3. Adam T45 Staff

    Hmmm….DeVille, or De Vile?

    • Alan

      The correct terminology is DeVille as far as I know

      • Jim in Alabama

        According to the VIN it started out life as a Fleetwood Brougham. One oddity is that it does not have the correct rear doors for a Station Wagon. The Fleetwood Brougham had a 121.5″ wheelbase and the clamshell wagons were 126″.
        The extra inches were in the rear doors.
        The roofline is also incorrect for a wagon. The clamshells all had a raised roof like a Vista Cruiser only without the glass.
        Most conversions started out as a Buick or Oldsmobile wagon and converted to a Cadillac so that all of the “wagon stuff” worked correctly. This one seems to have gone the other way.

      • Jeremy

        “DeVile” as in DeRepulsive…

  4. nic9075

    why did 1970s station wagons have a thinner parallelogram rear window that was not the same width of the front passenger/rear passenger windows?? if you look at the parallelogram window vs. the first two windows you will see all three do not line up on 1970s wagons, but do on 1980s station wagons

  5. Mark

    Nice motor, interior looks like it stinks! Tailgate looks like a Pontiac safari wagon

  6. Kevin Lee

    Elvis had one of these.

  7. Mountainwoodie

    Its a Safariac! If I were to channel my inner…way innner .Wayne Newton…… I’d opt for the earlier iterations from the early Seventies……..better yet a ’56!

  8. Jim in Alabama

    I’m just not seeing it.
    From the paint mismatch and the body year discrepancy I’m betting that is is somebody’s “home brew” project. The photos don’t show the second row seats folded and description says “Six Seater”. As far as I know, ALL of them had third row seating in them. In my ’76 Caprice, the third row passengers had their legs over the differential hump and it seated eight.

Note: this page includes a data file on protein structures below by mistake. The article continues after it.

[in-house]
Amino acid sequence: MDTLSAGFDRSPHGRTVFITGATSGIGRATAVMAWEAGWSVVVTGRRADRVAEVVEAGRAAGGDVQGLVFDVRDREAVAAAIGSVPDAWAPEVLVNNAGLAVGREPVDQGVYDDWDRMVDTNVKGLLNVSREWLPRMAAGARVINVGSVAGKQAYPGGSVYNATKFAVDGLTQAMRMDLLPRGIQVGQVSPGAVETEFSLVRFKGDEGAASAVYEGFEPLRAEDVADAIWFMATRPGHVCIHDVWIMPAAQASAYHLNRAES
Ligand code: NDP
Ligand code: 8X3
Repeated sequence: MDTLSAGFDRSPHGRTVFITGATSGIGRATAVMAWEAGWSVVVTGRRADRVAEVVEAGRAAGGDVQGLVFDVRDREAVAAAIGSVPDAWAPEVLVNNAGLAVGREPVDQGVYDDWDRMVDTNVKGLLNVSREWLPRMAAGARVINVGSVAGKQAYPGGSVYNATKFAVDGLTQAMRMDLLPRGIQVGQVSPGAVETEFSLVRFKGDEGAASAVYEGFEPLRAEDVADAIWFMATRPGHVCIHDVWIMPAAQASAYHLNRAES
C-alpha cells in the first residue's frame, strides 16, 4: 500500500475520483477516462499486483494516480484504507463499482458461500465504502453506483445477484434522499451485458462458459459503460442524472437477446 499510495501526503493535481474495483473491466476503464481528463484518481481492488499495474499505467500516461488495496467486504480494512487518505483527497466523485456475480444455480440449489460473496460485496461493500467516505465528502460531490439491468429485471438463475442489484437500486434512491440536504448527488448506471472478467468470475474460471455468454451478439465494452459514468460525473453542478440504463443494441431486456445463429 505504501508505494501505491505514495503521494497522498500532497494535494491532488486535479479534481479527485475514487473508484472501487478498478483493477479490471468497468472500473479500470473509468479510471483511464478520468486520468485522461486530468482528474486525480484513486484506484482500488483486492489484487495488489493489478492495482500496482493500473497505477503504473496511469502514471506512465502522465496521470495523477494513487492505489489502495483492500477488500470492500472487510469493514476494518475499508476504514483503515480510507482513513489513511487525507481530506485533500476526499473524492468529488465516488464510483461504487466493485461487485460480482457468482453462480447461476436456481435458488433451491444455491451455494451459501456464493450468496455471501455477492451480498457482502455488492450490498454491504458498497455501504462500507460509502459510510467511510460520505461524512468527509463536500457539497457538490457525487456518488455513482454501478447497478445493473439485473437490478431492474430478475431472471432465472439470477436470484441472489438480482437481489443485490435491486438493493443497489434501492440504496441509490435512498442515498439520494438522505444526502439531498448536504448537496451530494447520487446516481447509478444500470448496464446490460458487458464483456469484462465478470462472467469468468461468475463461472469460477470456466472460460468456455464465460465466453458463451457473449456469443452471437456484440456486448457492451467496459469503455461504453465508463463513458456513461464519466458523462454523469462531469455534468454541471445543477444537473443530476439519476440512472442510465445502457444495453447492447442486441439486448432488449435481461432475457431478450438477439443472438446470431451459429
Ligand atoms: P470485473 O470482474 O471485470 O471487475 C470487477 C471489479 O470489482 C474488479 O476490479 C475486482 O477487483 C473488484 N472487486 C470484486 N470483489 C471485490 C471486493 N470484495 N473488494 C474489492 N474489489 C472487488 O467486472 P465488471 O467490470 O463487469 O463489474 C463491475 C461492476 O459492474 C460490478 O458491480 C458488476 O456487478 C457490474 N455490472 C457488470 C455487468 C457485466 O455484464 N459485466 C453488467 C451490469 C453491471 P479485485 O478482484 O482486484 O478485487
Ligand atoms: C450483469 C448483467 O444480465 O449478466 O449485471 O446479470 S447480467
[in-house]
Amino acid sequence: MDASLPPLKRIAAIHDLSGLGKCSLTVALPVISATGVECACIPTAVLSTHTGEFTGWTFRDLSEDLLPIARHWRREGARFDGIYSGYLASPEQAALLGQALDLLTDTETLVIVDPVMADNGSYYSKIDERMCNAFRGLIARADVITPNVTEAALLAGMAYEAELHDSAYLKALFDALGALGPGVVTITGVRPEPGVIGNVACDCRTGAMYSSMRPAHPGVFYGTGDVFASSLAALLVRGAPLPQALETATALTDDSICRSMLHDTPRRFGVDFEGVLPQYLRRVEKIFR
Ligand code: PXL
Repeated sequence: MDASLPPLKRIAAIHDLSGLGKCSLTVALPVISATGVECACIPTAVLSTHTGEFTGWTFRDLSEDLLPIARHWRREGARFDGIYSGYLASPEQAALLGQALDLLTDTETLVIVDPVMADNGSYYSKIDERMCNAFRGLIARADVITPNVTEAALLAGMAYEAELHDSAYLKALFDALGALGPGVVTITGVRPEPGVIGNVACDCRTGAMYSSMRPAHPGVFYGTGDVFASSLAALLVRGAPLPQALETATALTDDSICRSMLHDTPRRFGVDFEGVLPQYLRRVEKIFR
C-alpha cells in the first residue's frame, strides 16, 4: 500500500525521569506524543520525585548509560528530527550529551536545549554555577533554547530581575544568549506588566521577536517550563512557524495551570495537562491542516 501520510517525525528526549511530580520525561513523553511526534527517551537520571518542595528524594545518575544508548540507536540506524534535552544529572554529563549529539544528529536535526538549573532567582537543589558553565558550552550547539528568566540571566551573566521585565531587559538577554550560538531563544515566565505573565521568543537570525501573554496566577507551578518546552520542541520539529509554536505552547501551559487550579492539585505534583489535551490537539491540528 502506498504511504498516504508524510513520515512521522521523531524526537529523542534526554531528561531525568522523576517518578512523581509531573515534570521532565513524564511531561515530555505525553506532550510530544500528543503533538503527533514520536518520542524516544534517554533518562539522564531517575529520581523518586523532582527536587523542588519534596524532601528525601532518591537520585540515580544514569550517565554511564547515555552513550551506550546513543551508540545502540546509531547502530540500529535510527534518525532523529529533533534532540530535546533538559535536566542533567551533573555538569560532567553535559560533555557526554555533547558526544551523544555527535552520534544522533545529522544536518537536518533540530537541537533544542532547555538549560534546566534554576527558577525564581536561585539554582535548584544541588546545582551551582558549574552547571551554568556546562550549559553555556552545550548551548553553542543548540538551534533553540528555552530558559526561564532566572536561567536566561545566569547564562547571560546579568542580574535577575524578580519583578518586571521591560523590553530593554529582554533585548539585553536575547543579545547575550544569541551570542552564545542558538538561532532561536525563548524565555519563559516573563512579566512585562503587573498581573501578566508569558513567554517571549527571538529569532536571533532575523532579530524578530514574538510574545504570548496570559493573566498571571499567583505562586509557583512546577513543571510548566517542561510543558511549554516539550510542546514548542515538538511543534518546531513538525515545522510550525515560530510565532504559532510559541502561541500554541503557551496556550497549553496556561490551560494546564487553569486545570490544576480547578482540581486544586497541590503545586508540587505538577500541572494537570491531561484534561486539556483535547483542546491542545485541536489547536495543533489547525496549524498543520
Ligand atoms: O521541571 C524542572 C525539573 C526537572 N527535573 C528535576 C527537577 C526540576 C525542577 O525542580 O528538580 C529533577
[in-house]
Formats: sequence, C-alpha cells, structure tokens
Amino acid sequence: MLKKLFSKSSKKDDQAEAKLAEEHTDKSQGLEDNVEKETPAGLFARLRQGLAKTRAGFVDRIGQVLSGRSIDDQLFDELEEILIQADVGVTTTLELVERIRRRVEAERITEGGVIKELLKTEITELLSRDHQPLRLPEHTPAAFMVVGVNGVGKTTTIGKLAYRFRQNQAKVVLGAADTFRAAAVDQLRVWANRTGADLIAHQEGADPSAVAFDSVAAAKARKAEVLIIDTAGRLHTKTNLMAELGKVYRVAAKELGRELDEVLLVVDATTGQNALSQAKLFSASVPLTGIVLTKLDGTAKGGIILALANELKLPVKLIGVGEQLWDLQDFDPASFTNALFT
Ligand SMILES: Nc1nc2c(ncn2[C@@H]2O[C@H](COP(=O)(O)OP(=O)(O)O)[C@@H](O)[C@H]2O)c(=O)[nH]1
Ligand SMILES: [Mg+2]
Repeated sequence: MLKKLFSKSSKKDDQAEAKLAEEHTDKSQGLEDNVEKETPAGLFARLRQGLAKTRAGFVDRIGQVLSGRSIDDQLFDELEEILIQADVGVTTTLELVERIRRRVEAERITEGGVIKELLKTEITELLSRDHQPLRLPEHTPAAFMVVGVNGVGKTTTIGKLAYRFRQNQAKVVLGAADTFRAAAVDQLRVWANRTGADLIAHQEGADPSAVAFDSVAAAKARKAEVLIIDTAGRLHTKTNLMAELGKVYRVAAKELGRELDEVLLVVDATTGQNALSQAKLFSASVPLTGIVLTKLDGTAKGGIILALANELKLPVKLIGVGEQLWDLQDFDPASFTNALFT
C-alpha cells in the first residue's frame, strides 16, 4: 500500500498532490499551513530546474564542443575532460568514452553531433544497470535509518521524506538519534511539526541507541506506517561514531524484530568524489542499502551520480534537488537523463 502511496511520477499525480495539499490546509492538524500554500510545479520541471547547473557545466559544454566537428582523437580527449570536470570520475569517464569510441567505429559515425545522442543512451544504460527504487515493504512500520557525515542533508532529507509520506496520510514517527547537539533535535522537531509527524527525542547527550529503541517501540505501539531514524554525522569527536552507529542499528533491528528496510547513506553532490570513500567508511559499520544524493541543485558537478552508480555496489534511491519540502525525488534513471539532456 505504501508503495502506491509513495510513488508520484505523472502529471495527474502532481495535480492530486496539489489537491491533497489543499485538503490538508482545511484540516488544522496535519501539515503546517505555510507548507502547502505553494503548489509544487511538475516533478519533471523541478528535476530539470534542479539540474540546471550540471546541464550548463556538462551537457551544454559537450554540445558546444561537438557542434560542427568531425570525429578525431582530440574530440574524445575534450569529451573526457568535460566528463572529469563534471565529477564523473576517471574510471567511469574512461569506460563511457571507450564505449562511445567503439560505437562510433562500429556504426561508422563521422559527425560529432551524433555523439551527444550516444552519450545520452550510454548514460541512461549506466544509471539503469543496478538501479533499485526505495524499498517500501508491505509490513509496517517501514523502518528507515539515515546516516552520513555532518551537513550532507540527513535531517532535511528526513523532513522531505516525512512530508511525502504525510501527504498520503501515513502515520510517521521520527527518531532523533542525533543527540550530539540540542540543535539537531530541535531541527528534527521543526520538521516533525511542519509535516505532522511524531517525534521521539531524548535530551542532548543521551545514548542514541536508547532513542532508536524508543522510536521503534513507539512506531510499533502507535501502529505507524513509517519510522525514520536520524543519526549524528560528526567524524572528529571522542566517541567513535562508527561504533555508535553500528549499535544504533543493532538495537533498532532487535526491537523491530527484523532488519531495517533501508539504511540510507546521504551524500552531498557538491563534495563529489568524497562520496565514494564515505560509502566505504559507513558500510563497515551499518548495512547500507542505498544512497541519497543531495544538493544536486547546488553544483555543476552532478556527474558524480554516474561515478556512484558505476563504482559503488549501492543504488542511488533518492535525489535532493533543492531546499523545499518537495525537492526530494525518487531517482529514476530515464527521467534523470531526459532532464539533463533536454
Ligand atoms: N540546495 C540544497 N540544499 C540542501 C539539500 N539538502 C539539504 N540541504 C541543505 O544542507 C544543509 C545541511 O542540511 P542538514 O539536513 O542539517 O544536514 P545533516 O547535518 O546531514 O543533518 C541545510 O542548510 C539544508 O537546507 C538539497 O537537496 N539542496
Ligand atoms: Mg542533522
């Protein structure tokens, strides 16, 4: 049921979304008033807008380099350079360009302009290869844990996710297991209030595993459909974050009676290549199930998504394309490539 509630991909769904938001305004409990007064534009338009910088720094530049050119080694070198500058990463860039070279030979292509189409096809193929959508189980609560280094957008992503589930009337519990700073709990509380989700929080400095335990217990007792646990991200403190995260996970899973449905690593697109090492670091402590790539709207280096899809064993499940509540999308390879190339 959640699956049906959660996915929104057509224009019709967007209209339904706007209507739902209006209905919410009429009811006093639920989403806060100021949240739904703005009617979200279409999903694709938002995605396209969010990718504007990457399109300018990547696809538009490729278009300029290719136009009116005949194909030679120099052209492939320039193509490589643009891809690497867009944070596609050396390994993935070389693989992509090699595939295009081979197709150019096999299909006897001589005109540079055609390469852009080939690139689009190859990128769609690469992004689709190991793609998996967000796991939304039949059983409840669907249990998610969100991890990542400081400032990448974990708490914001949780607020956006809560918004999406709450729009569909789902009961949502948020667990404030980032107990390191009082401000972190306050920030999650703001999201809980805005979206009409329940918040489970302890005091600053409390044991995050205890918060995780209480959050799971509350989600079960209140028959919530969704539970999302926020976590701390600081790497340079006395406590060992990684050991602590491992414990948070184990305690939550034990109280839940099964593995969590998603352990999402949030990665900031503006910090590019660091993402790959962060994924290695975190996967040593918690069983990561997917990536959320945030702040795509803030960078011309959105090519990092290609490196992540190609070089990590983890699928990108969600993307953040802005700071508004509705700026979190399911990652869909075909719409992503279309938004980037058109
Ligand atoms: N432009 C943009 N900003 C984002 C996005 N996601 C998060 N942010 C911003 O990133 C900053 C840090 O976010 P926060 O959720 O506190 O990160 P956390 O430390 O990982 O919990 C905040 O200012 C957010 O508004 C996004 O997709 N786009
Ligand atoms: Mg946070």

Furthermore, there are no emblems on the rear quarter panels
    I think someone grafted an early 70’s wagon tail on a Sedan de Ville.

  9. angliagt angliagt Member

    And it’s two – tone Beige.

    • Dick Johnson

      Two-tone Barge.

  10. Daniel LARSON

    That tailgate was discontinued after 1976. 1977 I think the tailgate swung open.

  11. Andrew

    Alan I am a bit envious of your copious amount of low mileage purchases. A museum in the works?

  12. Dick Johnson

    Two-tone Barge.

  13. newfieldscarnut

    Boat anchor .

  14. dct

    DeVile is correct. That is one of the buttugliest homebrew projects I have ever seen. $7000? Any who pays more than $70 would have to be in the wrecking yard business.

  15. Maestro1

    Now that I’ve seen it again I’m not sure about it.

  16. Rich

    This was the twice yearly auto auction weekend here in Palm Springs and there was one of these going on the block. Same color too…but it looked Way better both inside and out. Wonder why they’re all this beige?

    There was also a custom 61 Thunderbird station wagon. It was a regular T-bird with a Vista Cruiser roof/rear grafted onto the back half. Dang. Wish I’d taken a pic…never seen anything like it.

    • Car nut from Wpg Member

      Someone posted a pic of that somewhere recently. Maybe Jalopnik?

  17. Derrick philon

    Cut the roof off, do a little modifying and turn it into a convertible 4 door pickup, it would look way better.

  18. Classix Steel

    This is just not my style. I see this as a past casket hauler and not to thrilling.

    Each person though has their own preferences but to me I would get a classic muscle car, truck or Elcamino etc…

  19. Brian m

    This car must be from a funeral home a flower wagon or perhaps a hearse I would love to enter this car in a cannon ball run or demo derby…I would only pay a grand or under as it would need 2 drums of paint add wood grain to the sides and drive it to Wally world

  20. Bubba5

    You could contract Herpes from looking at that interior…..

Leave A Comment

RULES: No profanity, politics, or personal attacks.

Become a member to add images to your comments.


Keep me in the conversation via email. Or subscribe without commenting.